Hope you all had a marvelous Thanksgiving yesterday! I had family in town, including my niece and brother-in-law. Steve, the bro-in-law in question, has a kind of genius for synthesizing down P.D. Eastman books to their most essential lessons. He’s always objected to Are You My Mother? on the basis that this baby bird is dropped into a post-apocalyptic hellscape void of color or love. Hard to look at it any other way now. And recently he was reading Go, Dog, Go! to my niece. Here are his brilliant thoughts on the matter:
“Did you know that the lovely, whimsical children’s book Go, Dog. Go! has a moral? Well, it does when I read it to my daughter. The moral is that if a boy is always hurting your feelings, until one day at a wild party when he suddenly starts being nice to you, DO NOT LEAVE THE PARTY WITH HIM. (see: ‘Do you like my hat?’)”
Thank you, Steve!
- I don’t know if you knew this, but the 92nd Street Y here in town has a Children’s Reading Series that is now in its fifth year. Upcoming speakers include Walter Dean Myers, Rebecca Stead, and the magnificent Jack Gantos. See them! Enjoy them! Blow them kisses!
- That night, the nightmares.
- Okay. I know what book I’ll be reviewing next on this blog. I don’t know if you’ve read the two amazing historical graphic novels by Nathan Hale called Nathan Hales’s Hazardous Tales but they are, to be plain about it, jaw-droppingly amusing and fantastic. The sales are also not as high as they might be. The result is that Nathan’s been doing this fantastic blog series of prank covers created to appeal to the masses. The man has always been remarkably good at imitating the styles of others (see: The Re-Seussification Project) and now you get to see his series redone as Diary of a Wimpy Kid, Adventure Time (ask your kids), Wreck-It Ralph, and Harry Potter. More to come, I hope!
- Meanwhile, phew! Looks like I reviewed Goblin Secrets by William Alexander just in time! There it goes, up and winning a National Book Award (yay, children’s books winning!) and here Mr. Alexander discusses it with Publishers Weekly.
- Here’s an award I hadn’t heard of before. It’s called The Little Rebels Children’s Book Award and it’s “a new award for radical fiction for children aged 0-12.” When I first heard about it I wondered if there was any connection to Phil Nel’s book Tales for Little Rebels: A Collection of Radical Children’s Literature. As it happens it’s a British award for British books. Wish we had a Yankee version here in the States. I can think of a book or two that would be great little submissions.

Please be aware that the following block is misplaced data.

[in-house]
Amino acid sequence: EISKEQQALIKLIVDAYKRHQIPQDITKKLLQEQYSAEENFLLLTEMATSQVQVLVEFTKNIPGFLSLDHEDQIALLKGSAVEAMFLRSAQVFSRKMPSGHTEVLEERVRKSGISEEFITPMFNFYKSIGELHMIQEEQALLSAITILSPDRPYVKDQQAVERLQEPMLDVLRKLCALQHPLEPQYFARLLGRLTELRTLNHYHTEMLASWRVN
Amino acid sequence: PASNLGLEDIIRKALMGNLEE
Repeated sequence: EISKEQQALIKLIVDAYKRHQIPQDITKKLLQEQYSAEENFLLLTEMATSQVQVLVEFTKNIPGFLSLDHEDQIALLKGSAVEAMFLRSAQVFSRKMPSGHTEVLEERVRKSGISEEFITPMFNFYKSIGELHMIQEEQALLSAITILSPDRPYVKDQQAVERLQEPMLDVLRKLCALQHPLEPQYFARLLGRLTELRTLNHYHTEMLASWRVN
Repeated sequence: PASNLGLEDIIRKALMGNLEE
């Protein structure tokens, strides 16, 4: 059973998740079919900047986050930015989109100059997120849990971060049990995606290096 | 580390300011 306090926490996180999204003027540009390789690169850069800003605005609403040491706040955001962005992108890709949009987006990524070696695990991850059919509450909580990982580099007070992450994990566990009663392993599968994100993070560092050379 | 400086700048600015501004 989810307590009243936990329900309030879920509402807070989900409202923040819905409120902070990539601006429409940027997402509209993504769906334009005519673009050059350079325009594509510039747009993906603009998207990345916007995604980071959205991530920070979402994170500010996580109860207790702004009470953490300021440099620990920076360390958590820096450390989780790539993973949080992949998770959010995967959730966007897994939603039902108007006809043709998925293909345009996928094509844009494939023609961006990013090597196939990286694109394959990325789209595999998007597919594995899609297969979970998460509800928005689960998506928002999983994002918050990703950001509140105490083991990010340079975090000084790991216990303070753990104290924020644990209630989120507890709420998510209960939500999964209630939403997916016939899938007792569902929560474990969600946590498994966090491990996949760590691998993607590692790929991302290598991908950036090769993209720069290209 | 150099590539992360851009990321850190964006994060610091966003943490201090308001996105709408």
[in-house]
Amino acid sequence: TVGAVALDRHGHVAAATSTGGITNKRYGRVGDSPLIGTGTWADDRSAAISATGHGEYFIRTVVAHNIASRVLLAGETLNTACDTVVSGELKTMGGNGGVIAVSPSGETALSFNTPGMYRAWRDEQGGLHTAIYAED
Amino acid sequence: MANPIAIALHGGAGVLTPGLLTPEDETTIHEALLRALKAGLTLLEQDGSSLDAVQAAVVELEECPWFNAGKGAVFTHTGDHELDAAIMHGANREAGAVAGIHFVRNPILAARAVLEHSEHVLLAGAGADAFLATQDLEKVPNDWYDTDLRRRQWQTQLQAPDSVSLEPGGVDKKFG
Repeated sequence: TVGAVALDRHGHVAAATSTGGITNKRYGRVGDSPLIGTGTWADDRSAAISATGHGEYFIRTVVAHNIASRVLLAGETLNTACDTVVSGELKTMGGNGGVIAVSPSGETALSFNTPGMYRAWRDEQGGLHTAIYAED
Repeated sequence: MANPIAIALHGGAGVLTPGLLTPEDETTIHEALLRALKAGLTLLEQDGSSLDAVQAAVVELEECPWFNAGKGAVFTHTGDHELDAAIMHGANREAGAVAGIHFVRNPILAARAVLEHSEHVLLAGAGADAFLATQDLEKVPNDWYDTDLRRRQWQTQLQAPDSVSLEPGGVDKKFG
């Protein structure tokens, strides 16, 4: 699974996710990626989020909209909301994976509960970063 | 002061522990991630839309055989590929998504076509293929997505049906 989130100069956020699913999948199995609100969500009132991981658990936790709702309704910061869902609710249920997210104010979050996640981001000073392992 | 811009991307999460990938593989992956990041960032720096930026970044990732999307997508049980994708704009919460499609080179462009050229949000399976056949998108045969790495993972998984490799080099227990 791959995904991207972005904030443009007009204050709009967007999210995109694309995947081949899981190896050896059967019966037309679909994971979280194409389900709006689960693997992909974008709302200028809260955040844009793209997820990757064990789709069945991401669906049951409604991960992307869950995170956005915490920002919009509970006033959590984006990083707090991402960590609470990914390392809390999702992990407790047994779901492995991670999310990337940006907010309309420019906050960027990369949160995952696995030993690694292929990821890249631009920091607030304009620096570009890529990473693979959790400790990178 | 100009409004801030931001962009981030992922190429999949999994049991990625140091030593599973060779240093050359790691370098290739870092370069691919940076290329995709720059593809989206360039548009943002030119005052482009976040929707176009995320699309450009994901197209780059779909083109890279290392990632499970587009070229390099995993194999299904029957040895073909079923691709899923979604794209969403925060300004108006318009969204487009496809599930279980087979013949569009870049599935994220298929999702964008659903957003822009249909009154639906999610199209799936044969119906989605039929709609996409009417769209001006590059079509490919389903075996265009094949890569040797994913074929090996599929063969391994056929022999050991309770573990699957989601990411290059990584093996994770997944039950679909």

- Everyone’s all with the talky talk about Philip Pullman’s new retelling of the Grimm Fairy Tales. Monica has an actual honest-to-god interview with the man over at Educating Alice and Leila Roy is also thinking about the book at bookshelves of doom. Finally, the man I most wanted to hear from, Jack Zipes, talks about the book here.
- Looks like somebody thinks they have a serious crack at a Newbery. Which is to say, Random House has rethought the cover of Crow by Barbara Wright. Here’s a before and after for you.
Thanks to Colby Sharp for the link!
- Hm. So the Wall Street Journal came up with a holiday book recommendation list made up entirely of re-illustrated classics. It’s an interesting list in terms of looking at what classics are getting redone, but at the same time it’s kind of a pity to see big news outlets like the WSJ not informing folks about the new authors and new books out there, relying instead on the same old, same old. I can see both sides on this one. Hm hm.
- Speaking of new books recommended, I have to say that the recent Best Children’s Books of 2012 list from Kirkus is particularly good. One of their better years, honestly. Just cast your eyes upon it and while there are a couple inclusions that cause me to scratch my head, the majority of titles are stellar.
- NPR came up with its own list of Graphic Novels That Flew Under the Radar in 2012. Thanks to J.L. Bell for the link though, as he put it so well, he “Did not realize ‘under the radar’ can mean ‘on NYTBR bestseller list’.” It is a little odd to consider Drama “under the radar”. Which radar where, exactly?
- I’m still trying to figure out what to wear for the next Newbery/Caldecott Banquet. One idea: Did you know they make Pigeon fabrics? Need I say more? Thanks to bookshelves of doom for the link.
- Good news for L’Engle fans! “The Cathedral Church of Saint John the Divine will be dedicated a Literary Landmark on Thursday, November 29th at 4:00 p.m. to recognize the church’s connection with the legendary children’s author, Madeleine L’Engle, who served as the church’s librarian for more than 40 years. November 29th would have been L’Engle’s 94th birthday. During the dedication, Leonard S. Marcus, children’s literature historian and author of Listening for Madeleine: A Portrait of Madeleine L’Engle in Many Voices (FSG, 2012), will speak about L’Engle and her connection to the Cathedral.” It’s open to the public and no RSVP is necessary so have a blast!
- Here’s the kind of news I like to hear! “Efforts spearheaded by Kalamazoo Public Schools and other groups to turn Kalamazoo into a “literacy community” seem to be bearing fruit on at least one front: The number of children’s books checked out from the Kalamazoo Public Library has jumped 19 percent in one year.” Woo-hoo! Hometown pride!
- Ann M. Martin picks her top ten Baby-Sitters’ Club books. Follow it up with my favorite Hairpin article The Baby-Sitters Club: Where Are They Now? for a true BSC experience.
- Daily Image:
I’ve shown artist Thomas Allen’s work on this blog before, but it’s been a while. Mike Lewis alerted me to the fact that he has a lot of great new stuff up. Here’s a very small sampling.